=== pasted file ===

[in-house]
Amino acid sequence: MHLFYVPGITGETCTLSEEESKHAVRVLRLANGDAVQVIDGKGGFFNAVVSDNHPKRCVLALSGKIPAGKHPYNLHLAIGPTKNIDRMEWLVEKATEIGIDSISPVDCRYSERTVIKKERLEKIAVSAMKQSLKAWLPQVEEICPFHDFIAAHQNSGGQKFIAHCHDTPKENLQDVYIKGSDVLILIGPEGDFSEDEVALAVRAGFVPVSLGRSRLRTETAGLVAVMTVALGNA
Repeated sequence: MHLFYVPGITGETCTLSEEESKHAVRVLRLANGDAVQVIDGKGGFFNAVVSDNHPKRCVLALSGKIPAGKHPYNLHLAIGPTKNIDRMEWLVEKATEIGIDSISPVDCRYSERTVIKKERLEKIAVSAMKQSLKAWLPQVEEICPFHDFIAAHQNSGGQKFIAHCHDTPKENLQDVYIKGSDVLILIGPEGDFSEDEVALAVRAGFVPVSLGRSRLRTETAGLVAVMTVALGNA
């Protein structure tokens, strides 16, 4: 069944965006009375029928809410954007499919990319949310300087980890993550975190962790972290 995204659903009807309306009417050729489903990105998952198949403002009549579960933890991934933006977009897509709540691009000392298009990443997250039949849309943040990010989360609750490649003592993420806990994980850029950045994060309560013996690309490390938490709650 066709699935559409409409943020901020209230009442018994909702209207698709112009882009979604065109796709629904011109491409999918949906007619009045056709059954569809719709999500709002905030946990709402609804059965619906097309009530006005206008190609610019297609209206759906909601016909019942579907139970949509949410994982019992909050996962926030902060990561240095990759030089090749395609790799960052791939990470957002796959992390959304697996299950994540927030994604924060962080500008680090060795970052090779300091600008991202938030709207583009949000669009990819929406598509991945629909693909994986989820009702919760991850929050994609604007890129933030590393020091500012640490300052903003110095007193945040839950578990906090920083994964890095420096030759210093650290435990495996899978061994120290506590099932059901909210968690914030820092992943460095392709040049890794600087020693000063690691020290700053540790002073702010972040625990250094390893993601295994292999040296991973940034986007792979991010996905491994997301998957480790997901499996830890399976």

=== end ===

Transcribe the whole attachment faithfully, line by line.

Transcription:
[in-house]
Amino acid sequence: MHLFYVPGITGETCTLSEEESKHAVRVLRLANGDAVQVIDGKGGFFNAVVSDNHPKRCVLALSGKIPAGKHPYNLHLAIGPTKNIDRMEWLVEKATEIGIDSISPVDCRYSERTVIKKERLEKIAVSAMKQSLKAWLPQVEEICPFHDFIAAHQNSGGQKFIAHCHDTPKENLQDVYIKGSDVLILIGPEGDFSEDEVALAVRAGFVPVSLGRSRLRTETAGLVAVMTVALGNA
Repeated sequence: MHLFYVPGITGETCTLSEEESKHAVRVLRLANGDAVQVIDGKGGFFNAVVSDNHPKRCVLALSGKIPAGKHPYNLHLAIGPTKNIDRMEWLVEKATEIGIDSISPVDCRYSERTVIKKERLEKIAVSAMKQSLKAWLPQVEEICPFHDFIAAHQNSGGQKFIAHCHDTPKENLQDVYIKGSDVLILIGPEGDFSEDEVALAVRAGFVPVSLGRSRLRTETAGLVAVMTVALGNA
């Protein structure tokens, strides 16, 4: 069944965006009375029928809410954007499919990319949310300087980890993550975190962790972290 995204659903009807309306009417050729489903990105998952198949403002009549579960933890991934933006977009897509709540691009000392298009990443997250039949849309943040990010989360609750490649003592993420806990994980850029950045994060309560013996690309490390938490709650 066709699935559409409409943020901020209230009442018994909702209207698709112009882009979604065109796709629904011109491409999918949906007619009045056709059954569809719709999500709002905030946990709402609804059965619906097309009530006005206008190609610019297609209206759906909601016909019942579907139970949509949410994982019992909050996962926030902060990561240095990759030089090749395609790799960052791939990470957002796959992390959304697996299950994540927030994604924060962080500008680090060795970052090779300091600008991202938030709207583009949000669009990819929406598509991945629909693909994986989820009702919760991850929050994609604007890129933030590393020091500012640490300052903003110095007193945040839950578990906090920083994964890095420096030759210093650290435990495996899978061994120290506590099932059901909210968690914030820092992943460095392709040049890794600087020693000063690691020290700053540790002073702010972040625990250094390893993601295994292999040296991973940034986007792979991010996905491994997301998957480790997901499996830890399976």